School settings present many unique challenges to counselors using play counseling methods. Space and time are often limited. Counselors may work in several schools and therefore must carry their toys and materials with them. Children usually must return to the structure of a classroom immediately after sessions. Time can be seriously limited, and counselors may be responsible for large numbers of children. This brief article addresses issues in the selection of play counseling methods, given these considerations.
Short-term, directive play counseling methods are increasingly popular because they are effective and they fit more readily within the restrictions imposed by the school setting. There are times, however, when it would be beneficial to use nondirective play approaches, such as when the counselor is unsure of what’s really going on with the child, when children resist the direction of the counselor, when there are serious “control” issues, etc. Many have found nondirective techniques valuable in establishing rapport with “hard-to-reach” children. Some school counselors have found the following ideas that combine nondirective and directive approaches to be feasible and effective.
If time is limited with a child, e.g., if a counselor usually has only 6 half-hour sessions allotted per child, it is best to let the child know that at the start. (The counselor must decide if the needed work can be accomplished within that time frame or if an outside referral is needed.) Using poker chips, check marks on a chart, or tickets to show the child how many sessions are left each time helps make it concrete and more understandable for the child. Children often have a remarkable ability to do their “work” within boundaries such as these. At the very least, this gives the child the option to determine how much to reveal/work through during the allotted time.
When combining nondirective and directive play counseling methods, it’s extremely important to ensure that the child knows the difference. This prevents confusion for the child and keeps their play communication as open as possible. Ideally, it’s best to hold nondirective play counseling in a different area from the directive play counseling, but very few school counselors have that luxury. Another way to handle this it to tell the child something like, “For the first part of today, YOU may select the toys and how you’d like to play with them; in the last part of today, I will select the activities.” When changing from nondirective to more directive play, it’s helpful to give the child a chance for closure in their nondirected play (“Laura, you have one more minute left in your playtime before I select an activity for us.”) and then to reiterate, “Now we’re going to do something I’ve selected.” when starting the directive portion of the session. Most children seem to respond well to this arrangement.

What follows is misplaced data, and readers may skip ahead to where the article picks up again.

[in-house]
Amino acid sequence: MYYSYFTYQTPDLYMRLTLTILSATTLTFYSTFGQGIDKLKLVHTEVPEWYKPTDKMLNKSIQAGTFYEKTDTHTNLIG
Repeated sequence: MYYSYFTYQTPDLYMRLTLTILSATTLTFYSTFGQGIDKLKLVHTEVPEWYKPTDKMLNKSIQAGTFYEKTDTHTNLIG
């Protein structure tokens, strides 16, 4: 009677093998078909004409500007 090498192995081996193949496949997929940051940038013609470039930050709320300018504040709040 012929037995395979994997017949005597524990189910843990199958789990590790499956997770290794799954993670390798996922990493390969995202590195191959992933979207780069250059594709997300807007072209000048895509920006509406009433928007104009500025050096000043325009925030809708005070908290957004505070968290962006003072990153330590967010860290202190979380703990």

Is it better to start with the nondirective or with the directive techniques? Although there might be exceptions, I generally suggest that school counselors start with nondirective, child-centered play counseling and end their sessions with more directive play counseling. There are two main reasons for this: (1) Starting with the nondirective play gives children a chance to relax and permits freer expression of their own issues at the start of the session. It’s the child equivalent of the adult counseling lead-in, “Tell me how things have been going for you lately.” (2) Children usually must return from counseling sessions to quite structured classroom settings. Ending with more directive play interventions helps them make that transition more easily.
With the difficult problems school counselors face these days, it’s important that they have access to as full a range of counseling methods as possible. Although circumstances sometimes prohibit the use of nondirective (child-centered) play counseling, counselors usually can incorporate it as needed using some of the suggestions above.